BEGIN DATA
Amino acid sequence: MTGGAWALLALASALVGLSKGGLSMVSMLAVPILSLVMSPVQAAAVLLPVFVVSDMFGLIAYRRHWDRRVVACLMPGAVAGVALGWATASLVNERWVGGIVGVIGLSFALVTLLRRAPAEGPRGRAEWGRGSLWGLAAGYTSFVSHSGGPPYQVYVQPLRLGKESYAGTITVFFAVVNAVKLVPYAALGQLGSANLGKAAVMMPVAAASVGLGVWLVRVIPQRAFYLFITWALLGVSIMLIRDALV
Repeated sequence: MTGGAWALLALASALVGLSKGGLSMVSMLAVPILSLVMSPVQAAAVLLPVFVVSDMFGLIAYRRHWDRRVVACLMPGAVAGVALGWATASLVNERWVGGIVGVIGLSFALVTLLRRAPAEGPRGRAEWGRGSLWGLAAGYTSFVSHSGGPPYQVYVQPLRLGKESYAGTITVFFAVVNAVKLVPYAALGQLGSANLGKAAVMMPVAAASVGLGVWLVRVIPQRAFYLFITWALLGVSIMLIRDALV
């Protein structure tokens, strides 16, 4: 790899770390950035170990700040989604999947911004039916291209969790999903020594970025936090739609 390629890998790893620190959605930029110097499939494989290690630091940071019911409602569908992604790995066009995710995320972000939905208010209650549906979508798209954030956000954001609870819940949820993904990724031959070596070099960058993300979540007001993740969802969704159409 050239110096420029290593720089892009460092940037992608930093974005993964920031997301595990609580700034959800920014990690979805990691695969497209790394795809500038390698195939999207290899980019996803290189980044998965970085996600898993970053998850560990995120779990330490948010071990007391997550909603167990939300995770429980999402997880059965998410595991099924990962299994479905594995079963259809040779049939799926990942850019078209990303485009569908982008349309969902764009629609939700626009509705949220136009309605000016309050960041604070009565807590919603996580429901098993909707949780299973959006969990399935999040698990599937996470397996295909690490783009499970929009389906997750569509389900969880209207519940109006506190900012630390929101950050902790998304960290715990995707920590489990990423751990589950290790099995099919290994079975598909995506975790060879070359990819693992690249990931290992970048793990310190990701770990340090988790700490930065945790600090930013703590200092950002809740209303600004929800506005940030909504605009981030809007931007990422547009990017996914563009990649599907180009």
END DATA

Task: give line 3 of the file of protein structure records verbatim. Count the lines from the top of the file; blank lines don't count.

């Protein structure tokens, strides 16, 4: 790899770390950035170990700040989604999947911004039916291209969790999903020594970025936090739609 390629890998790893620190959605930029110097499939494989290690630091940071019911409602569908992604790995066009995710995320972000939905208010209650549906979508798209954030956000954001609870819940949820993904990724031959070596070099960058993300979540007001993740969802969704159409 050239110096420029290593720089892009460092940037992608930093974005993964920031997301595990609580700034959800920014990690979805990691695969497209790394795809500038390698195939999207290899980019996803290189980044998965970085996600898993970053998850560990995120779990330490948010071990007391997550909603167990939300995770429980999402997880059965998410595991099924990962299994479905594995079963259809040779049939799926990942850019078209990303485009569908982008349309969902764009629609939700626009509705949220136009309605000016309050960041604070009565807590919603996580429901098993909707949780299973959006969990399935999040698990599937996470397996295909690490783009499970929009389906997750569509389900969880209207519940109006506190900012630390929101950050902790998304960290715990995707920590489990990423751990589950290790099995099919290994079975598909995506975790060879070359990819693992690249990931290992970048793990310190990701770990340090988790700490930065945790600090930013703590200092950002809740209303600004929800506005940030909504605009981030809007931007990422547009990017996914563009990649599907180009």